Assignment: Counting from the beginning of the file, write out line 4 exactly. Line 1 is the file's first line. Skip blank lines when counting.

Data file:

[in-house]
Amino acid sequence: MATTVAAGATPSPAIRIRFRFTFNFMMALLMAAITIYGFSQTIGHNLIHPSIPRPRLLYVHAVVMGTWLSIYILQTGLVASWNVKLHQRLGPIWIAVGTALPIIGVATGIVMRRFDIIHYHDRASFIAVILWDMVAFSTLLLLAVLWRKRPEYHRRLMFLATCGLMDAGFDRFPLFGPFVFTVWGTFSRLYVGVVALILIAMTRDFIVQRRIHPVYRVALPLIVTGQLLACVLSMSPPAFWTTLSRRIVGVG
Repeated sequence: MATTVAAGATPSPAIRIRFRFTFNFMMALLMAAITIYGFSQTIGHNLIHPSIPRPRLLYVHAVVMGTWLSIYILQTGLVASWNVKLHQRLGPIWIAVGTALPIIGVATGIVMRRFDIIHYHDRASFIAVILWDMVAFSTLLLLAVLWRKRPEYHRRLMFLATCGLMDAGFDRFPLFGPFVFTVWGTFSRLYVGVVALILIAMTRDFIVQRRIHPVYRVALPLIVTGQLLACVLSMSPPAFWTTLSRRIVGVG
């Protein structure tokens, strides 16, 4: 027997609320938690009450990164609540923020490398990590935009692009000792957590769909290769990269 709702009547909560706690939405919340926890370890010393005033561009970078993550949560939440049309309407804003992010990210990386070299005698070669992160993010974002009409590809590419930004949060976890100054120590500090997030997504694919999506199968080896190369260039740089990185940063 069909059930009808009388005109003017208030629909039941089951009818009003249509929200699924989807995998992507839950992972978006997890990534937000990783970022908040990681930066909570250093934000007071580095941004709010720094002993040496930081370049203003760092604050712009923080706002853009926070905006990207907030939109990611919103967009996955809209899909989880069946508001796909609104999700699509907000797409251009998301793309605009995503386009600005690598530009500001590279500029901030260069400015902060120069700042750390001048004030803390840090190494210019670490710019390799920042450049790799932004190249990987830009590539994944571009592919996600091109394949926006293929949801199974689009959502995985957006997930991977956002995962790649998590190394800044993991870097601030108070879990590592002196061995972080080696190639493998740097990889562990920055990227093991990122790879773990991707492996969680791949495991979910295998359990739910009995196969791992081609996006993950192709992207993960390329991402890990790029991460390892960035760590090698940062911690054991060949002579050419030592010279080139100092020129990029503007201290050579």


């Protein structure tokens, strides 16, 4: 027997609320938690009450990164609540923020490398990590935009692009000792957590769909290769990269 709702009547909560706690939405919340926890370890010393005033561009970078993550949560939440049309309407804003992010990210990386070299005698070669992160993010974002009409590809590419930004949060976890100054120590500090997030997504694919999506199968080896190369260039740089990185940063 069909059930009808009388005109003017208030629909039941089951009818009003249509929200699924989807995998992507839950992972978006997890990534937000990783970022908040990681930066909570250093934000007071580095941004709010720094002993040496930081370049203003760092604050712009923080706002853009926070905006990207907030939109990611919103967009996955809209899909989880069946508001796909609104999700699509907000797409251009998301793309605009995503386009600005690598530009500001590279500029901030260069400015902060120069700042750390001048004030803390840090190494210019670490710019390799920042450049790799932004190249990987830009590539994944571009592919996600091109394949926006293929949801199974689009959502995985957006997930991977956002995962790649998590190394800044993991870097601030108070879990590592002196061995972080080696190639493998740097990889562990920055990227093991990122790879773990991707492996969680791949495991979910295998359990739910009995196969791992081609996006993950192709992207993960390329991402890990790029991460390892960035760590090698940062911690054991060949002579050419030592010279080139100092020129990029503007201290050579």